WASHINGTON Oct 17 U.S. lawmakers launched an
effort to resolve budget differences in a less confrontational
fashion on Thursday as Washington picked up the pieces from a
political crisis that has slowed the economy and undermined the
country's international standing.
As hundreds of thousands of federal employees returned to
work, Republican and Democratic negotiators held their first
meeting to tackle tax and spending issues that have led to
repeated rounds of brinkmanship over the past three years.
But one day after Congress ended a 16-day government
shutdown and stepped back from the edge of an unprecedented debt
default, many feared that they have only set the stage for
another standoff in the months to come.
"I just hope we don't have to go through this again in two
months," said Sandria Coombs, a contractor at the Environmental
Protection Agency who was furloughed.
The last minute budget deal, signed into law by President
Barack Obama just after midnight, restores government funding
through Jan. 15 and extends its borrowing authority through Feb.
7, though the Treasury Department might be able to stave off a
default for several weeks past that point.
Speaking at the White House, Obama urged lawmakers to turn
to more productive work. He suggested an ambitious agenda
including an overhaul the country's immigration program by the
end of the year and resolution of long-term budget issues. He
also called for final work on a farm bill that had been
sidelined by the fiscal confrontation.
"Let's work together to make government work better instead
of treating it like an enemy," he said.
On Capitol Hill, budget negotiators pledged to bridge the
vast gulf between Republican and Democratic fiscal priorities.
The panel is supposed to reach agreement by Dec. 13, but there
are no guarantees it will succeed where similar efforts have
The standoff ended with a clear defeat for Republicans, who
had sought to tie government funding to measures that would
undercut Obama's signature Affordable Care Act.
That effort failed, and the standoff diverted public
attention away from the administration's sloppy rollout of the
health law's online insurance exchanges.
The fight split business-friendly Republicans from
grassroots Tea Party conservatives and left the party on the
wrong side of public opinion. Though Obama's approval rating
fell during the crisis, polls showed that most voters blamed
Republicans for the standoff.
A Pew Research Center poll found that 49 percent of
Americans now have a negative view of the Tea Party, a new low.
But Tea Party groups remained unbowed: several on Thursday
endorsed a conservative primary challenger to Mississippi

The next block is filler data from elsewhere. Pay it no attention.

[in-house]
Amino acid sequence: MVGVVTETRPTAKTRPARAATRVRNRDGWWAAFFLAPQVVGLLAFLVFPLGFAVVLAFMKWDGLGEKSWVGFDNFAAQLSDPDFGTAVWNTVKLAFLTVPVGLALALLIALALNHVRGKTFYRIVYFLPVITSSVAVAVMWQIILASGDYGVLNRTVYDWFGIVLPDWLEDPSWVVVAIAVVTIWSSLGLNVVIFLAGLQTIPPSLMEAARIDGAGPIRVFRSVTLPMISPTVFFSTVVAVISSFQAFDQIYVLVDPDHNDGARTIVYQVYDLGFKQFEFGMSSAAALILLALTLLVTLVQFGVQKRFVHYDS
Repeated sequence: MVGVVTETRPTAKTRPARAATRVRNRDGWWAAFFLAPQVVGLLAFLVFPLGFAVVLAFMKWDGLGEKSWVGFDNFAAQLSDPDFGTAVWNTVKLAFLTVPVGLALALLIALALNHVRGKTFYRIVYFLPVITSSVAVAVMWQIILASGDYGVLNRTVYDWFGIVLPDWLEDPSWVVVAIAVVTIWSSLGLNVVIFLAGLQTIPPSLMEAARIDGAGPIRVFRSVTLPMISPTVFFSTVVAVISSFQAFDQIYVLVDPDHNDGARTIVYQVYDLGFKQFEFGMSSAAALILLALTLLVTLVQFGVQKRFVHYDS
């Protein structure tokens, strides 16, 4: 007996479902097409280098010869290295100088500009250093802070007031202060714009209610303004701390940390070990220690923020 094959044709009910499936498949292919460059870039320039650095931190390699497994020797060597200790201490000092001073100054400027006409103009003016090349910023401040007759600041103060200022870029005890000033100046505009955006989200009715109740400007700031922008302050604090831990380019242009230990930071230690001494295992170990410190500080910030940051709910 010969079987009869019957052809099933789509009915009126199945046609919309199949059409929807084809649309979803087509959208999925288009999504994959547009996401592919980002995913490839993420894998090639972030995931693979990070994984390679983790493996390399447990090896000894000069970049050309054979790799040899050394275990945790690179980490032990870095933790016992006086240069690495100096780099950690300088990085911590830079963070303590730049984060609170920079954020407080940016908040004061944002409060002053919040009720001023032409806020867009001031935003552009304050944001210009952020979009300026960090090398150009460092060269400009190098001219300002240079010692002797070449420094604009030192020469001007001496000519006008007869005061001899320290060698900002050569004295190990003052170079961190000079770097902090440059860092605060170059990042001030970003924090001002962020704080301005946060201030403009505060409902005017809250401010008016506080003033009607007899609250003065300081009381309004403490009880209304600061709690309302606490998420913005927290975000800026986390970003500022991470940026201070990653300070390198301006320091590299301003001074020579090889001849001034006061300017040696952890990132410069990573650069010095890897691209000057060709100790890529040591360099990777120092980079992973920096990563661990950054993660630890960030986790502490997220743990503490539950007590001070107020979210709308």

Republican Senator Thad Cochran, who is up for reelection next
Republican Representative Tom Cole from Oklahoma, who sits
on the budget panel, said it is time to move on. "We've had the
fight," he said on MSNBC. "Now it's time to get down and
identify the things we can agree on."
U.S. stocks gained on Thursday with the S&P 500 index
hitting a record intraday high. The index fell as much as 4
percent during the standoff but recovered as a deal emerged.
Hundreds of thousands of federal workers who had been idled
by the standoff returned to work. Vice President Joe Biden
brought muffins to returning workers at the Environmental
Protection Agency, while Agriculture Secretary Tom Vilsack
greeted workers returning to the agency's headquarters on the
Though federal workers will get back pay, the standoff is
likely to slow economic growth in the fourth quarter from 2.5
percent to 2.3 percent with a high risk that it could slow even
further, according a Reuters survey of 70 economists.
"The insanity in Washington is affecting consumer and
business confidence. That's the huge restraint to growth," said
Joel Naroff, chief economist at Naroff Economic Advisors in
The standoff has elevated borrowing costs, caused
private-sector furloughs and delayed mortgage applications and
construction permits. Mark Zandi, chief economist of Moody's
Analytics, estimates that it will cost the economy $20 billion.
The last debt-ceiling fight in 2011 depressed consumer
confidence for months and raised the United States' borrowing
costs by $19 billion over 10 years.
The United States' once-perfect credit rating has been
dented by the repeated confrontations. Standard and Poor's
downgraded U.S. debt following the 2011 crisis, while Fitch
warned on Tuesday that it may cut its assessment as well.
The third major rating agency, Moody's, said on Thursday it
would maintain its AAA rating.
One possible upside: the turbulence could prompt the Federal
Reserve to keep its massive monetary stimulus in place through
next year. One Fed official said the deadlock has undermined the
central bank's ability to fight high unemployment.
"Kicking the can down the road for a few months will not
solve the pathology of fiscal misfeasance that undermines our
economy and threatens our future," Dallas Fed President Richard
Fisher told the Economic Club of New York.
Economists say the spending cuts and tax hikes approved by
Congress over the past several years have elevated the
unemployment rate even as they have helped the country narrow
The deal approved Wednesday is likely to cause more
short-term pain by keeping the across-the-board "sequester" cuts
in place. Officials at the Pentagon and other federal agencies
that have been able to minimize the impact of the cuts so far
say they will slice deeper in the months to come.